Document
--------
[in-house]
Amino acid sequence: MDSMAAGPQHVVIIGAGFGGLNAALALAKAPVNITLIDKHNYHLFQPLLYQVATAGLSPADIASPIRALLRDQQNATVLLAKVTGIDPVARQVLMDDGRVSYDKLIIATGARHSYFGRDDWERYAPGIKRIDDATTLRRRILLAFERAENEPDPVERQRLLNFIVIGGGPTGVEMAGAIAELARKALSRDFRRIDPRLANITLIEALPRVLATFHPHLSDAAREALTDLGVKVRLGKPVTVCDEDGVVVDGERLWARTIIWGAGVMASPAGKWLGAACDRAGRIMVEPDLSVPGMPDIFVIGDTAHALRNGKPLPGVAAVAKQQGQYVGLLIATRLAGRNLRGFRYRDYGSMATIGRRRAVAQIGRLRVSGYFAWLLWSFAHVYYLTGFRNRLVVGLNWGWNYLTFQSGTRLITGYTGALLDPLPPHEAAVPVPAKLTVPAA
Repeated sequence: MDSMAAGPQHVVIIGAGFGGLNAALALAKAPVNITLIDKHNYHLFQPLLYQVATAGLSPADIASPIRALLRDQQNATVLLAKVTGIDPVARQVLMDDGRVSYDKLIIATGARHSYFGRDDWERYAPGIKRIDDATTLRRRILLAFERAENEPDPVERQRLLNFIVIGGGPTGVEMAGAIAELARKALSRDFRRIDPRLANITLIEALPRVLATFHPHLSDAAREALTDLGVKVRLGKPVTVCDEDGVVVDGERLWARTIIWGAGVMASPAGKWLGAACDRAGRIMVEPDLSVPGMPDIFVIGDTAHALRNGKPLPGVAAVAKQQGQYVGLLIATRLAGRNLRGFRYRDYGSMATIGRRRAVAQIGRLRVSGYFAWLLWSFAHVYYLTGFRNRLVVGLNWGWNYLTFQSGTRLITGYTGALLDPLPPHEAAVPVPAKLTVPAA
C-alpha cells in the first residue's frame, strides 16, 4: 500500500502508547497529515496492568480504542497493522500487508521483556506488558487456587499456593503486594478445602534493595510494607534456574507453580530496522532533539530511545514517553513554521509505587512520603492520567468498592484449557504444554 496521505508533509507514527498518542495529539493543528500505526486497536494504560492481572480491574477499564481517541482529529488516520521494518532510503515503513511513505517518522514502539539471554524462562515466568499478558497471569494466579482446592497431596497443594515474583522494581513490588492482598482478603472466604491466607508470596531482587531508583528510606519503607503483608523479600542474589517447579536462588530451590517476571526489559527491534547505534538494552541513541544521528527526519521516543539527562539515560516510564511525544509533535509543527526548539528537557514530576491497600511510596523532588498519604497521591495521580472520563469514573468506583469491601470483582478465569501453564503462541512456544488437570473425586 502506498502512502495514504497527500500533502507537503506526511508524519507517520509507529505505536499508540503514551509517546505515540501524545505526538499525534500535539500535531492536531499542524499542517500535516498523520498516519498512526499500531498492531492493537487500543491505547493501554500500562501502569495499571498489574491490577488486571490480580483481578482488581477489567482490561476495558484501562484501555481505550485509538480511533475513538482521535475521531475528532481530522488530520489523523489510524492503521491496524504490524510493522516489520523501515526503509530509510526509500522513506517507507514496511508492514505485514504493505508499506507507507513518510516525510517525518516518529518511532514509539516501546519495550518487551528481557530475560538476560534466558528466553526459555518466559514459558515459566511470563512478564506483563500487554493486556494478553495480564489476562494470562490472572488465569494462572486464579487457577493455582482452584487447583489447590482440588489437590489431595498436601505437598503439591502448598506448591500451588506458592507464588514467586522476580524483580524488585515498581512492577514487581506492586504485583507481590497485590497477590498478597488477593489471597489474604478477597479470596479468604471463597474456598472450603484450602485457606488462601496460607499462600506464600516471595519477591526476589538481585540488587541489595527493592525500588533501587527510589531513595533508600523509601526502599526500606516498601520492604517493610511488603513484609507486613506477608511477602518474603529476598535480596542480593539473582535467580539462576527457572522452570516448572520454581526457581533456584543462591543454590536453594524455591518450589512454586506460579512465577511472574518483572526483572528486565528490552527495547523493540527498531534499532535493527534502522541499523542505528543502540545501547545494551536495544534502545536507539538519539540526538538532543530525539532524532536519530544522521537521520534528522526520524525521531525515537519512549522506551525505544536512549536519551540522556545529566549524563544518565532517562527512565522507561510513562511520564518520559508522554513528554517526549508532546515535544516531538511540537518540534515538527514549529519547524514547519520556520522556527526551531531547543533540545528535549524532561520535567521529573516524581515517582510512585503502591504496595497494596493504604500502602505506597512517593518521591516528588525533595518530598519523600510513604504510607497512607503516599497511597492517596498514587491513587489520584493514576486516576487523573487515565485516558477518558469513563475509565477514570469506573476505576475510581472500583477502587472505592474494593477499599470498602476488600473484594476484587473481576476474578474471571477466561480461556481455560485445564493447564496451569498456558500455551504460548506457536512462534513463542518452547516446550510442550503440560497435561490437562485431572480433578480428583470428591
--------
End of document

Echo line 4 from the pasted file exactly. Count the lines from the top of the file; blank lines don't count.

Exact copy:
C-alpha cells in the first residue's frame, strides 16, 4: 500500500502508547497529515496492568480504542497493522500487508521483556506488558487456587499456593503486594478445602534493595510494607534456574507453580530496522532533539530511545514517553513554521509505587512520603492520567468498592484449557504444554 496521505508533509507514527498518542495529539493543528500505526486497536494504560492481572480491574477499564481517541482529529488516520521494518532510503515503513511513505517518522514502539539471554524462562515466568499478558497471569494466579482446592497431596497443594515474583522494581513490588492482598482478603472466604491466607508470596531482587531508583528510606519503607503483608523479600542474589517447579536462588530451590517476571526489559527491534547505534538494552541513541544521528527526519521516543539527562539515560516510564511525544509533535509543527526548539528537557514530576491497600511510596523532588498519604497521591495521580472520563469514573468506583469491601470483582478465569501453564503462541512456544488437570473425586 502506498502512502495514504497527500500533502507537503506526511508524519507517520509507529505505536499508540503514551509517546505515540501524545505526538499525534500535539500535531492536531499542524499542517500535516498523520498516519498512526499500531498492531492493537487500543491505547493501554500500562501502569495499571498489574491490577488486571490480580483481578482488581477489567482490561476495558484501562484501555481505550485509538480511533475513538482521535475521531475528532481530522488530520489523523489510524492503521491496524504490524510493522516489520523501515526503509530509510526509500522513506517507507514496511508492514505485514504493505508499506507507507513518510516525510517525518516518529518511532514509539516501546519495550518487551528481557530475560538476560534466558528466553526459555518466559514459558515459566511470563512478564506483563500487554493486556494478553495480564489476562494470562490472572488465569494462572486464579487457577493455582482452584487447583489447590482440588489437590489431595498436601505437598503439591502448598506448591500451588506458592507464588514467586522476580524483580524488585515498581512492577514487581506492586504485583507481590497485590497477590498478597488477593489471597489474604478477597479470596479468604471463597474456598472450603484450602485457606488462601496460607499462600506464600516471595519477591526476589538481585540488587541489595527493592525500588533501587527510589531513595533508600523509601526502599526500606516498601520492604517493610511488603513484609507486613506477608511477602518474603529476598535480596542480593539473582535467580539462576527457572522452570516448572520454581526457581533456584543462591543454590536453594524455591518450589512454586506460579512465577511472574518483572526483572528486565528490552527495547523493540527498531534499532535493527534502522541499523542505528543502540545501547545494551536495544534502545536507539538519539540526538538532543530525539532524532536519530544522521537521520534528522526520524525521531525515537519512549522506551525505544536512549536519551540522556545529566549524563544518565532517562527512565522507561510513562511520564518520559508522554513528554517526549508532546515535544516531538511540537518540534515538527514549529519547524514547519520556520522556527526551531531547543533540545528535549524532561520535567521529573516524581515517582510512585503502591504496595497494596493504604500502602505506597512517593518521591516528588525533595518530598519523600510513604504510607497512607503516599497511597492517596498514587491513587489520584493514576486516576487523573487515565485516558477518558469513563475509565477514570469506573476505576475510581472500583477502587472505592474494593477499599470498602476488600473484594476484587473481576476474578474471571477466561480461556481455560485445564493447564496451569498456558500455551504460548506457536512462534513463542518452547516446550510442550503440560497435561490437562485431572480433578480428583470428591